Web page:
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8 Ways to Make Lunch Workouts Work

8 Ways to Make Lunch Workouts Work
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When you’re short on time thanks to work, family, friends, volunteering, laundry and numerous other obligations, the only free time you have during your day may be your lunch break.

While working out on your lunch hour might sound inconvenient, lots of people with fast-paced jobs and lives swear by their midday workouts, not only to help them fit exercise into a jam-packed day, but also to clear their head and help them focus for the rest of their work hours.

Here are eight time-tested strategies real professionals use to squeeze in workouts at lunchtime:



You’ve probably heard this advice in reference to workouts before, but it’s even more important when you’re juggling meetings and a to-do list around your workout.

“I work out during lunch because it helps prevent the stress of finding time around my long morning commute or necessary nightlife participation during the evenings,” says Jessica Gramuglia, a supervisor in the music industry.

“I schedule appointments on my calendar that are non-negotiable. My work calendar is marked busy so I won’t find a meeting pop up on my calendar,” she says. Her go-to lunchtime activities? “I use this one-hour break to go on bike rides, walks, surf (I’m near the water) or do HIIT workouts.”



As a busy working mom of three, Wynn Newingham doesn’t exactly have a ton of time to hit the gym. “I decided about six months ago to work with the time I did have, and that time was my lunch break,” she explains. “I get an hour lunch break and my work has a small gym room and shower area. I give myself about 30–45 minutes to either lift weights, run outdoors or get on the rowing machine, and about 15 minutes or so to shower.”

To hit her goal of three workouts per week without disrupting her work day, she schedules them based on what she has going on at the office. “For example, if I know I don’t have any meetings in the afternoon, I’ll choose running because it takes a lot longer to cool down compared to lifting weights,” she says.



Finding a gym or studio near your office can make all the difference. “On Mondays and Fridays, I have a break in my schedule that’s not quite long enough for me to go home in between classes,” says Yana Givorg, a language teacher. “So I found a yoga studio nearby, do an hour and a half practice, then shower and relax at the studio during my break.”



You don’t need a gym to get a good workout. “I go on long walks during my lunch break — usually close to a mile round trip,” says Simon Ponder, an SEO outreach manager. “I make time for it by bringing my lunch and eating it at my desk shortly before my walk (or after), and it’s usually something simple like a salad or a bowl of soup I can quickly heat up.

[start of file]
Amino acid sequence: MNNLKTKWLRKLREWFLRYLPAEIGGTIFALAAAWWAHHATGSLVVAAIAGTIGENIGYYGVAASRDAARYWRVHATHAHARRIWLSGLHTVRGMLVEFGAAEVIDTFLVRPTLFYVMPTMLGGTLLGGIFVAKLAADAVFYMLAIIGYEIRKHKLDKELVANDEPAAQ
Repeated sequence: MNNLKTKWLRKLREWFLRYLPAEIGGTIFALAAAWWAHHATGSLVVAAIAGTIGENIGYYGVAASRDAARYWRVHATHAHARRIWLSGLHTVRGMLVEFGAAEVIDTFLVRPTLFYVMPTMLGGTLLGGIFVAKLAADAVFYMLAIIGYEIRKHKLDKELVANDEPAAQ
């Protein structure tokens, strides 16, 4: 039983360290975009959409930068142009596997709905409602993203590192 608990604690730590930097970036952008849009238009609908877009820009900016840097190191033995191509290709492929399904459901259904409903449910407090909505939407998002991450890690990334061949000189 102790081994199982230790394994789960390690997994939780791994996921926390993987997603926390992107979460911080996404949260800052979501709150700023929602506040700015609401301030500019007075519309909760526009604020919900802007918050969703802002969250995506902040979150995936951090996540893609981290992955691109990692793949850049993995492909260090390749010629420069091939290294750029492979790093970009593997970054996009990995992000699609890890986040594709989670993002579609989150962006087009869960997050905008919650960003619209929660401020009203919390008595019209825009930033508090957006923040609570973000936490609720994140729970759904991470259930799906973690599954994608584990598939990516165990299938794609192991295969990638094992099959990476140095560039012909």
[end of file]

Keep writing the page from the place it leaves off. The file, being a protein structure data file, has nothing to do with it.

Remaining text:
“I swim laps once a week during my lunch break,” says Jesse Jayne Rutherford, a marketing manager and writer. “The pool is close to my office, and there is no preset ‘lunchtime’ at my company.”

While not everyone has a flexible schedule, if you do, Rutherford’s strategy might be a winner: “Because it takes me about an hour and 15 minutes to drive over, suit up, swim, rinse off and drive back, I make up those 15 minutes at the end of the day or by eating lunch at my desk another day of the same week.”



While some people find lunchtime workout success by making an appointment with themselves and sticking to it, others find being flexible works better. “I work out at lunch several times a week,” says Charly Rok, a publicist. “It may be a workout at 11:15 a.m. or 4:15 p.m., depending on the break in my work day. When I can slip away, I do. I change into workout clothes and use the streets as my running path!”

There’s no reason you can’t do a little multitasking while you’re at it. “I have been known to run while on a conference call when I am told to listen and learn rather than participate. It is the best feeling to get two things done at once,” Rok says.



“As a trainer, I personally work out in the afternoons because that is when I get a break from work,” says Alysa Boan, a certified personal trainer. “Often times, the hardest part is showing up to the gym, so I schedule a class or partner workout on days when I know I will be tired just to make sure I get my workouts in.” That little extra bit of accountability can go a long way.



Lunchtime workouts are easier to stick to if you make them habitual. “For example, every Wednesday, I try to get out to a tennis court to practice tennis for a little bit,” notes Tyler Weinrich, a real estate professional. “That is my Wednesday cardio. After a few times of doing this, I found it easier to maintain in my schedule.”

Plus, his midday workouts help him increase productivity. “It is a nice break in the day,” Weinrich says. “It helps me reset my mind and get re-energized for the final half of the day (more work, taking care of baby, cooking dinner, etc.). I find that I get more done if I work out during lunch and stop whatever task I’m on than if I just spent 100% of my day focusing on work.”

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